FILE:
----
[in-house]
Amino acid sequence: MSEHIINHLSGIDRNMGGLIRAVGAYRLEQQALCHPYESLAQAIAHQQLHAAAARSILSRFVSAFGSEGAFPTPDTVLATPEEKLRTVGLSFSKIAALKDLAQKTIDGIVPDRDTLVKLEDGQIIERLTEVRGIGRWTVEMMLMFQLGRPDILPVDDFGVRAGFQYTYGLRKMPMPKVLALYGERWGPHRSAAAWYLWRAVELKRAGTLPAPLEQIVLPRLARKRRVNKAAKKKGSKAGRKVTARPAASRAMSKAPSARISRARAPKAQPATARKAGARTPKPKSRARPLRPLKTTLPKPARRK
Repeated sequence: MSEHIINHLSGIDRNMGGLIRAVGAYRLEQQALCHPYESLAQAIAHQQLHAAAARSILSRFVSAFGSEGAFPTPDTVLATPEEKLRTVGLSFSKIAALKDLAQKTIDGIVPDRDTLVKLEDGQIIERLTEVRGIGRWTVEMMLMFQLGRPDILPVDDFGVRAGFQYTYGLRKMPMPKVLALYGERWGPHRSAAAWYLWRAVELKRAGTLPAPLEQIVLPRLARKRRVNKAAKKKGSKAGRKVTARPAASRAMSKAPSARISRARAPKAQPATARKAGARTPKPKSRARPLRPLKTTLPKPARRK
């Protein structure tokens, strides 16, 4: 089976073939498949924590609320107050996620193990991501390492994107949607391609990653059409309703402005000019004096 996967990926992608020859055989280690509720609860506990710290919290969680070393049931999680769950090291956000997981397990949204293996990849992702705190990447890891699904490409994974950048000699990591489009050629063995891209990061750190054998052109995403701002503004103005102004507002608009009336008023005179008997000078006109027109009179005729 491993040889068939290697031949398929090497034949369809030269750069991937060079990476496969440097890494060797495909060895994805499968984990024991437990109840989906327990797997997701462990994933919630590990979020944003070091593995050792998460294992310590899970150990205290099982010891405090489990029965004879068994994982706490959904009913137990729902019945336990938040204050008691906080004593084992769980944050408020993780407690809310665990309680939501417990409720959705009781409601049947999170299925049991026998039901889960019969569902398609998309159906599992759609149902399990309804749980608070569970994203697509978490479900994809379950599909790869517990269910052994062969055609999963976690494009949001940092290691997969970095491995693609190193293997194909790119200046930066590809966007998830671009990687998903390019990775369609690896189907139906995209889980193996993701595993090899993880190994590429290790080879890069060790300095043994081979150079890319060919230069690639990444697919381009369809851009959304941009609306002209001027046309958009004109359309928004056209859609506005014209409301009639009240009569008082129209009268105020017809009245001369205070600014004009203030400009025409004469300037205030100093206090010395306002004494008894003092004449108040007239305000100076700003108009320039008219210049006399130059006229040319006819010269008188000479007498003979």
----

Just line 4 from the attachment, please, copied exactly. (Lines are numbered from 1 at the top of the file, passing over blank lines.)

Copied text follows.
């Protein structure tokens, strides 16, 4: 089976073939498949924590609320107050996620193990991501390492994107949607391609990653059409309703402005000019004096 996967990926992608020859055989280690509720609860506990710290919290969680070393049931999680769950090291956000997981397990949204293996990849992702705190990447890891699904490409994974950048000699990591489009050629063995891209990061750190054998052109995403701002503004103005102004507002608009009336008023005179008997000078006109027109009179005729 491993040889068939290697031949398929090497034949369809030269750069991937060079990476496969440097890494060797495909060895994805499968984990024991437990109840989906327990797997997701462990994933919630590990979020944003070091593995050792998460294992310590899970150990205290099982010891405090489990029965004879068994994982706490959904009913137990729902019945336990938040204050008691906080004593084992769980944050408020993780407690809310665990309680939501417990409720959705009781409601049947999170299925049991026998039901889960019969569902398609998309159906599992759609149902399990309804749980608070569970994203697509978490479900994809379950599909790869517990269910052994062969055609999963976690494009949001940092290691997969970095491995693609190193293997194909790119200046930066590809966007998830671009990687998903390019990775369609690896189907139906995209889980193996993701595993090899993880190994590429290790080879890069060790300095043994081979150079890319060919230069690639990444697919381009369809851009959304941009609306002209001027046309958009004109359309928004056209859609506005014209409301009639009240009569008082129209009268105020017809009245001369205070600014004009203030400009025409004469300037205030100093206090010395306002004494008894003092004449108040007239305000100076700003108009320039008219210049006399130059006229040319006819010269008188000479007498003979």